What is Minoxidil?: Prescription-Strength Topical Minoxidil by Dr. Feinberg (2022)

Table of Contents:

  • How does the Minoxidil solution work?
  • How effective is it?
  • In Men
  • In Women
  • How long should you use Minoxidil?
  • How to know if Minoxidil is right for you

Summary

Minoxidil is used primarily to treat male pattern baldness and it does so by increasing the blood supply and stimulating your hair follicles. Minoxidil, however, was never designed to be used as a hair regrowth product. Minoxidil was originally developed as a therapy for high blood pressure, and doctors may still prescribe the medicine orally for persons with severe hypertension. 

It was then observed that its side effect was increased hair growth. After a lot of research, Minoxidil was then used in a topical application form for hair regrowth. Dr. Feinberg’s formula works the same, that is it increases the blood supply to the hair roots which leads to better nutrition and the follicles that are not yet dead begin to regrow. This prescription-strength formula also improves the diameter of your hair and can lead to thicker hair. 

Although topical Minoxidil solution and oral Finasteride (Propecia®) are the first-line therapies for both male and female pattern hair loss, there are a number of alternative non-surgical hair replacement pharmacologic and nonpharmacologic treatments available.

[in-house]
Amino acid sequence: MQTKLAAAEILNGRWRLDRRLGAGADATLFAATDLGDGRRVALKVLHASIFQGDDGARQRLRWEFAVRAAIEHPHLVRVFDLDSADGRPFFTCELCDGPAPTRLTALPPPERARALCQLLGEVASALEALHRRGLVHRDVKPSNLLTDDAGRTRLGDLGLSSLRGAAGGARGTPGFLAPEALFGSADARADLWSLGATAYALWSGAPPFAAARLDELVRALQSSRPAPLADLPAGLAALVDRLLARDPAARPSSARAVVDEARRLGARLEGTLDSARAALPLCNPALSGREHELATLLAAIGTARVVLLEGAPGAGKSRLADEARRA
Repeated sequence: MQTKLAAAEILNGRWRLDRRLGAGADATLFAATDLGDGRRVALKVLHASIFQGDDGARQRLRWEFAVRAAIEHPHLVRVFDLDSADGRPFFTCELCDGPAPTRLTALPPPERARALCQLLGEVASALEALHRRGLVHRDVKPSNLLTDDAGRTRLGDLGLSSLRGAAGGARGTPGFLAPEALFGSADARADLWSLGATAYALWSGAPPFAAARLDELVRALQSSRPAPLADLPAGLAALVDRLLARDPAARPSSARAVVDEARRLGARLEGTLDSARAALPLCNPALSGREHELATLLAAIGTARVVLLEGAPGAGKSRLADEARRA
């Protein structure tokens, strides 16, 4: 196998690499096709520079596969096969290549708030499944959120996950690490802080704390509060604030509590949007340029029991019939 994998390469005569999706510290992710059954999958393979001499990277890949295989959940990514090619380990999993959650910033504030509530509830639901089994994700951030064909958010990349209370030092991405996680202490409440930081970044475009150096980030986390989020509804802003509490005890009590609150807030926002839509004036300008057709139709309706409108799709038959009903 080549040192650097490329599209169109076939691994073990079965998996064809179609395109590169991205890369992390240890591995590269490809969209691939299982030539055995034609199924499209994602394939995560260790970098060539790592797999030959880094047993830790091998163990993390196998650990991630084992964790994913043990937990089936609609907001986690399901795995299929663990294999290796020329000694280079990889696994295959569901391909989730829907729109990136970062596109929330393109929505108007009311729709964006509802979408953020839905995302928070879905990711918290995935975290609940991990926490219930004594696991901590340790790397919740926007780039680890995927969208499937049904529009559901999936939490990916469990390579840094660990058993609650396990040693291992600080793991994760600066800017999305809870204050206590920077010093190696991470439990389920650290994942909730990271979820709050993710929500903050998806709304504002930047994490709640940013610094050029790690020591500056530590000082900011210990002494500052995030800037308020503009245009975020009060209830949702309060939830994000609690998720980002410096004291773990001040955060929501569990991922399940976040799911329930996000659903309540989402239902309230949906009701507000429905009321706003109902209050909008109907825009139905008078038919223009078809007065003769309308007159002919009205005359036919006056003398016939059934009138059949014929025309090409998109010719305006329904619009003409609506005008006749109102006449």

Introduction and History of Minoxidil

Losing hair is a stressful experience. Furthermore, the stress of losing hair contributes to hair loss, creating a complicated cycle. Hair loss is one of those things we can't avoid and contrary to popular belief, it affects both men and women equally.

While it may seem unlikely that a topical solution could help stop hair loss and stimulate hair growth, there is one product that actually works. It's the solution to many of our hair issues—yes, we're referring to Dr. Feinberg’s prescription-strength Minoxidil with Latisse formula.

It may appear to be one of those too-good-to-be-true products, but according to Dr. Feinberg, there's a reason it's been a trusted hair loss solution for decades—and it all happened by chance.

Researchers accidentally discovered that Minoxidil could help stimulate hair growth. Minoxidil was originally researched for the treatment of high blood pressure. It was discovered during one study that some of the patients grew hair. Minoxidil was then made into a solution and, later, a foam that could be applied directly to an area of hair loss.

How does Minoxidil work?

There are a few different ways that Minoxidil works to combat hair loss. According to Dr. Feinberg, a board-certified Diplomate of the American Board of Dermatology, there are four key things Minoxidil does:

  • It improves blood flow to the affected area.
  • It stimulates dormant hair follicles, causing them to enter the hair growth phase.
  • It lengthens the growth phase before a hair follicle rests, resulting in longer hair.
  • It reverses the shrinkage of hair follicles, which corresponds to their transition from producing hair to no longer producing hair.

While doctors are aware that this is what Minoxidil does, the precise mechanism by which Minoxidil accomplishes this is largely unclear.

How effective is it?

In Men

In Germany, two studies on Minoxidil for men were conducted using a 5% solution of Minoxidil. The solution was applied twice a day by the men in both studies. The product was found to be very effective in 15.9% of patients and effective in 47.8% of patients in a year-long study of 984 men with hereditary hair loss.